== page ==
Welcome to my latest project, the Spartan V8 prototype roadster.

Take a look around, and feel free to leave a comment!

What is it?
The Spartan V8 is a type of high performance car called an "exoskeleton" car, exoskeleton referring to the framework of the car which is both visible and aesthetic by design. It is being designed entirely from scratch, by me alone (constructed and tested entirely in SolidWorks). I'm about a year into the design; from initial idea, to working concept, to full 3d virtual model. Once I have the remainder of the crucial components (engine, transmission, suspension, etc) modeled accurately in 3D, I'll be able to finalize the design and begin construction.

What would it be like to drive?
Something like this.
The metallic click of a switch engages the ignition and fuel pump with a hum. You engage the clutch and push the starter button.. the V8 engine thrashes and bursts to life with a snarl, sending shivers through the frame, and straight up your spine. The shifter in your right hand snicks into gear, and you ease out the clutch and apply the throttle.. by the time you fully release the clutch, its already time to shift into second. As you shift to 3rd, 4th, 5th, and 6th, the sheer acceleration nails you to your seat, the exhaust roars to either side of you, the intake growls in front of you, the big 305 series tires shriek in protest as they claw at the pavement, the wind whips past your head and body, and you are catapulted to speed more rapidly than you thought possible.
A stab at the brakes invites the race compound pads to bite into four oversized vented rotors, rapidly bringing you to a screeching halt.. brutally throwing you forward against the belts of your 5 point harness, threatening to eject you from the cockpit as you slow back to a stop. Your pulse is racing, your breathing is quickened, and the back of your neck is tingling. Savage and raw, the Spartan V8 isn't just quick. It is downright terrifying.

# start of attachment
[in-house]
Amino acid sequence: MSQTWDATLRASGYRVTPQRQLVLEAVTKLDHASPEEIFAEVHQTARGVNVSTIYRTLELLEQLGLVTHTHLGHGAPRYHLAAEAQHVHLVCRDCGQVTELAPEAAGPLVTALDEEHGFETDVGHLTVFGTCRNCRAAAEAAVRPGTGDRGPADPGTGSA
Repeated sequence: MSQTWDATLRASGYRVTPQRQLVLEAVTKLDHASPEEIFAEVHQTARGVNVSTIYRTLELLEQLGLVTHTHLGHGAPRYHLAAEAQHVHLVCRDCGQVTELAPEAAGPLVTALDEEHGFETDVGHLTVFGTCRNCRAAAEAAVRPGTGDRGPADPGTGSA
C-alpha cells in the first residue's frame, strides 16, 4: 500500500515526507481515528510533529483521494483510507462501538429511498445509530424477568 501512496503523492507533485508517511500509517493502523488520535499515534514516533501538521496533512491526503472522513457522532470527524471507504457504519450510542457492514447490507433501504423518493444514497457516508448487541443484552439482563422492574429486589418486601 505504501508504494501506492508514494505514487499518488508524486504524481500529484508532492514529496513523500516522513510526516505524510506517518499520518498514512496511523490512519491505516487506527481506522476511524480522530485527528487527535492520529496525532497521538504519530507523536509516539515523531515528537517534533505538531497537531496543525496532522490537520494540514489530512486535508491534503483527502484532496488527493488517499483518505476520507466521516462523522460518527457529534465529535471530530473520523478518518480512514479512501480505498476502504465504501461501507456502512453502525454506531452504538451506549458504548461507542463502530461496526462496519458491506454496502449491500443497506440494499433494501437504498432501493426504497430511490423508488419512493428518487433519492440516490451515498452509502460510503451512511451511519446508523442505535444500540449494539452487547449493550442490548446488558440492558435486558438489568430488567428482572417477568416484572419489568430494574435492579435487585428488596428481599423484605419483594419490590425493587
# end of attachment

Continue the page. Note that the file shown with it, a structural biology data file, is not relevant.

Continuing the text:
More akin to riding something wild, overpowered, and foaming at the mouth than just driving a car. It roars, it screams, it snarls. It thrums with power lurking just under its thin skin, daring you to mash that accelerator to the floor, and chase down something exotic..

Why design and build your own car?
Why not? It will be fun to design, build, and drive. It will be a learning experience like no other. Also, because of it's tremendous power to weight ratio, the Spartan will be a veritable supercar - more than able to hold its own on the road or racetrack against other street cars costing hundreds of thousands of dollars.

Check back whenever you like, as I'll be adding updates frequently.


Saturday, July 10, 2010

Brake and Clutch Pedals

The original plan was to use the pedal setup from one of the donor cars, a 98-02 Camaro, but it became clear that this was not going to be the best option.  The factory pedals are a flimsy stamped steel affair, with a goofy bracket designed to mount to the Camaro's oddly shaped floor/firewall.  The pedals are also cramped together quite tightly, with the gas pedal hinging on an axis that is not in line with the brake and clutch hinges - it is actually made to swing in closer to the brake pedal as it is depressed, presumably to clear the transmission tunnel.

In place of the factory pedals, I will be using Wilwood style pedals.  To keep things clean and tight, and considering the low seat hight, I've opted to use floor mounted pedal assemblies.  I say "Wilwood style" because there are quite a few pedal manufacturers out there that are all making a similar product - Wilwood, Tilton, CNC/Neal, etc.  I chose to use another manufacturer, Southwest Speed, and I'm pleased thus far with my choice.  The brackets and pedals are cast aluminum and the pivots are hollow steel pins, so they are extremely lightweight.  The separate pedals allow me to space them however I like, and because of the aluminum construction there are a minimum of things to oxidize out in the weather.

Still working on that gas pedal, but leaning towards the flat aluminum kind that hinge from the bottom, popular in street rods and dune buggies.  The three pedal assemblies will then bolt to a common plate, which will bolt to a slide assembly.  This slide will allow for compensating between drivers of differing height, without having to have a movable seat.

No comments:

Post a Comment